Reducing Cold-Start Emissions by Catalytic Converter Thermal Management

Research output: NRELTechnical Report

Abstract

Vacuum insulation and phase-change thermal storage have been used to enhance the heat retention of a prototype catalytic converter. Storing heat in the converter between trips allows exhaust gases to be converted more quickly, significantly reducing cold-start emissions. Using a small metal hydride, the thermal conductance of the vacuum insulation can be varied continuously between 0.49 and 27W/m2K (R-12 to R-0.2 insulation) to prevent overheating of the catalyst. A prototype was installed in a Dodge Neon with a 2.0liter engine. Following a standard preconditioning and a 23-hour cold soak, an FTP (Federal Test Procedure) emissions test was performed. Although exhaust temperatures during the preconditioning were not hot enough to melt the phase-change material, the vacuum insulationperformed well, resulting in a converter temperature of 146 degrees C after the 23-hour cold soak at 27 degrees C. Compared to the same converter at ambient conditions, overall emissions of CO and HC were reduced by 52% and 29%, to 0.27 and 0.037 g/mile, respectively. The maximum converter temperature during the FTP cycle was 720 degrees C. This limited testing was performed with a nearly-freshpalladium-only catalyst, but demonstrates the potential of this vacuum insulation approach for emissions reduction and thermal control. Further testing is ongoing. An initial assessment of several production issues is made, including high-volume fabrication challenges, durability, and cost.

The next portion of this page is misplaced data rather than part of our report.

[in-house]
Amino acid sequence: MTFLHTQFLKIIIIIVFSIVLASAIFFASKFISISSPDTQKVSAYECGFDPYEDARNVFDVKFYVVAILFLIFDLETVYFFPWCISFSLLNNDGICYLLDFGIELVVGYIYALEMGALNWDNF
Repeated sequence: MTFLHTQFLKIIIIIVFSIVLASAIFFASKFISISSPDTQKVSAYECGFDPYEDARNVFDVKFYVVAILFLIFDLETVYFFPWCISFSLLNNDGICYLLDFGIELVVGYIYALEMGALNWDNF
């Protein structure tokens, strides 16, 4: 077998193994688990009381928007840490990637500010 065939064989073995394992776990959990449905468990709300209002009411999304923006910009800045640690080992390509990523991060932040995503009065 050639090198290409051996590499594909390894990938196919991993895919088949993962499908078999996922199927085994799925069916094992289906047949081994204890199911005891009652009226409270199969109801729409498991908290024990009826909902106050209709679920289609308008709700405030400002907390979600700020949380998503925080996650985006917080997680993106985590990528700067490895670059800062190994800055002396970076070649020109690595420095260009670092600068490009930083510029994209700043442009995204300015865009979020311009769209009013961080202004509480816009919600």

Original languageAmerican English
Number of pages8
DOIs
StatePublished - 1995

NREL Publication Number

  • NREL/TP-473-7025

Keywords

  • catalytic converter
  • thermal storage
  • vacuum insulation

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